Lawsuit alleging priest sex scandal filed against Diocese of Belleville
The Catholic Diocese of Belleville, which covers Southern Illinois, says it has been up front about sexual abuse by priests, and is disagreeing with an assessment released by the Illinois Attorney General’s Office.
In a preliminary report released Wednesday, Attorney General Lisa Madigan’s office said the Catholic dioceses in Illinois have not released the names of at least 500 clergy accused of sexually abusing children.
“The Attorney General’s preliminary report cites combined statistics for all six Illinois dioceses of the Province of Chicago without delineating between them,” the Belleville diocese said in a news release on Thursday. “This could give the false impression that a significant number of credibly accused Belleville clergy has not been disclosed. This is incorrect. The Diocese of Belleville has publicly identified all members of its clergy who were credibly accused and removed from ministry, and the Attorney General’s Office has not advised the Diocese of any perceived omissions or errors in its public listing.”
The Belleville diocese formed a review board in 1993 to investigate allegations childhood sexual abuse, and removed 17 members of the clergy from ministry. The removals were publicly announced when they occurred and the names were posted on the diocese’s website.
Most of the removals were in the early to mid 1990s.
The diocese said that during the last 25 years it has put in place education, training, prevention and investigation policies and procedures to protect children in the church.
“Even though I appreciate the progress we have made in addressing the sin, scandal and crime of the abuse of minors, I continue to regret the unspeakable pain and suffering that the survivors of past abuse and their family members continue to bear,” Bishop Edward Braxton said. “I think of them and pray for them each day and prayerfully ask them and God for forgiveness. I understand well that we priests are held to a higher standard. Therefore, even one instance of a deacon, priest or bishop sexually abusing a child is deplorable.”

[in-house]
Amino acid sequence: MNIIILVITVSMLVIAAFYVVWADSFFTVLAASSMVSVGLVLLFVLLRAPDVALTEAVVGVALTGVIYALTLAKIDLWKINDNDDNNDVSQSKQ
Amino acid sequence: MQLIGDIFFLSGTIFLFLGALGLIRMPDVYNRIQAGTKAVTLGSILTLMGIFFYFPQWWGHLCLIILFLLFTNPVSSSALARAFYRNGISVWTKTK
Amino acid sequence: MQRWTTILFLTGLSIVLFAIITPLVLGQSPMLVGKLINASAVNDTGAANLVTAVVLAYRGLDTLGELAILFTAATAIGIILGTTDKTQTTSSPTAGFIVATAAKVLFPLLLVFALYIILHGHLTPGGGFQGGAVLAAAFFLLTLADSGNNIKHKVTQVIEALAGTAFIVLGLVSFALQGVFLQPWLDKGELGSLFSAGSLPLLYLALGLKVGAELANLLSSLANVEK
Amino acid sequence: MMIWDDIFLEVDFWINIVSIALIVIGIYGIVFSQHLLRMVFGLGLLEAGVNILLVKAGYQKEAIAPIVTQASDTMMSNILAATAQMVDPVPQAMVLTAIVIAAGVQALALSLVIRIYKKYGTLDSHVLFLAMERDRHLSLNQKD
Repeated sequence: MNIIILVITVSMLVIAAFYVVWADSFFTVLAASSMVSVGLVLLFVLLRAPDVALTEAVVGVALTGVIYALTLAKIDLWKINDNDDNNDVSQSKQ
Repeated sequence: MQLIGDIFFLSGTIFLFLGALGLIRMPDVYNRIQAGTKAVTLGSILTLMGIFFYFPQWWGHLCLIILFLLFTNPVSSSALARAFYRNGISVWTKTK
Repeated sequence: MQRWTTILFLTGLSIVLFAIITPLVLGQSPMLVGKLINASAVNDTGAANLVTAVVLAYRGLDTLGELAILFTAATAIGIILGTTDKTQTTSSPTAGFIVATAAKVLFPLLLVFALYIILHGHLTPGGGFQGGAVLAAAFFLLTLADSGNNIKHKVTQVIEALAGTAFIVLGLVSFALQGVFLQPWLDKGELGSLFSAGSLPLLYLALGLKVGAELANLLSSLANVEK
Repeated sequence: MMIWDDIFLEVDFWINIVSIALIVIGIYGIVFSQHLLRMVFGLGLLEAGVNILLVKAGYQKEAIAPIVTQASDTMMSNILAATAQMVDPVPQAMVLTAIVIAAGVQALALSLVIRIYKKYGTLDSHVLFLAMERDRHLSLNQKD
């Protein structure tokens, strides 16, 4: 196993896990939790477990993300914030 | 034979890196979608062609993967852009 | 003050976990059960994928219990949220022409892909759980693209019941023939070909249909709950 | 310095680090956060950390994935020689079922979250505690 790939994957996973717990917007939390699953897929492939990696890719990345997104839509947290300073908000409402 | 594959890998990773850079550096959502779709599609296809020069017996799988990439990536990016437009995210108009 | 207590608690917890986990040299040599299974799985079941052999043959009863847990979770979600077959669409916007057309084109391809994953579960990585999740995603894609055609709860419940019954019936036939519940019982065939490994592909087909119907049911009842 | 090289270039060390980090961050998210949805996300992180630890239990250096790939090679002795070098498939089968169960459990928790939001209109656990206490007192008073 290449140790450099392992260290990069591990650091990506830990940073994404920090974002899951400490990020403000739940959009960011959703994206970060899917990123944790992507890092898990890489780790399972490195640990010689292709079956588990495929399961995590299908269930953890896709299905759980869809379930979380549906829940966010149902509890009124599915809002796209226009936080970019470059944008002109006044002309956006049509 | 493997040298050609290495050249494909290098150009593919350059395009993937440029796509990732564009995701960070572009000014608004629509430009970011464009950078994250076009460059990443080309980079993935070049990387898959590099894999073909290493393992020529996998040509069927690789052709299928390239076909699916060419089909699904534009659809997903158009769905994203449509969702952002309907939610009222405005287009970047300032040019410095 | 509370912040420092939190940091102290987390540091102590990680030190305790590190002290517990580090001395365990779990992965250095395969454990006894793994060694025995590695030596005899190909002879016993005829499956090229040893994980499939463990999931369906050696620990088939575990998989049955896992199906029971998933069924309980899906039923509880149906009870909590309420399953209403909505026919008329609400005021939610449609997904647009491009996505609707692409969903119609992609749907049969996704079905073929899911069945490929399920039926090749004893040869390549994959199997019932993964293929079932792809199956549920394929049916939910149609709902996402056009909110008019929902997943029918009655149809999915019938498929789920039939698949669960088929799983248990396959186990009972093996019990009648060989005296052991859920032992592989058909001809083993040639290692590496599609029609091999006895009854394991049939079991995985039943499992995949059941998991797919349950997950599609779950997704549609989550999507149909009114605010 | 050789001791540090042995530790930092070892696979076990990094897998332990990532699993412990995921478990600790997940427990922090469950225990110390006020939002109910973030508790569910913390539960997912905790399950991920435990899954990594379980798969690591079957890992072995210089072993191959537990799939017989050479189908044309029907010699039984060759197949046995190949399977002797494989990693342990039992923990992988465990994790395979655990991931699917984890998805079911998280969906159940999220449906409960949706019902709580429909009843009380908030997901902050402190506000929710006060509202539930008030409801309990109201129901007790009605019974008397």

In the news release, Braxton also urged people with knowledge of sexual misconduct by personnel in the diocese to call the “appropriate civil authorities or and ... our hotline immediately at 1-800-640-3044.”
The Illinois Attorney General’s office also has set up a clergy abuse hotline, 1-888-414-7678, for people to report sexual misconduct.
Madigan’s report did not include some details such as when the allegations were made. The report did not accuse the dioceses of withholding the names of “credibly” accused clergy, only that the list of names of accused clergy is far longer than has been made public.
The preliminary report found that the church’s six archdioceses in the state have done an inadequate job of investigating allegations and in some cases did not investigate them at all or notify the state’s child welfare agency.
Madigan’s office said that while the dioceses have disclosed 45 more names of those credibly accused, the total number of names disclosed is only 185 and raises questions about the church’s response to the crisis.
In August, Madigan launched its Clergy Abuse Hotline for anyone to report allegations of sexual abuse by clergy members, as a follow up to a grand jury report in Pennsylvania that detailed how the Catholic dioceses there systematically hid child abuse by clergy members. That report listed seven priests with connection to Illinois.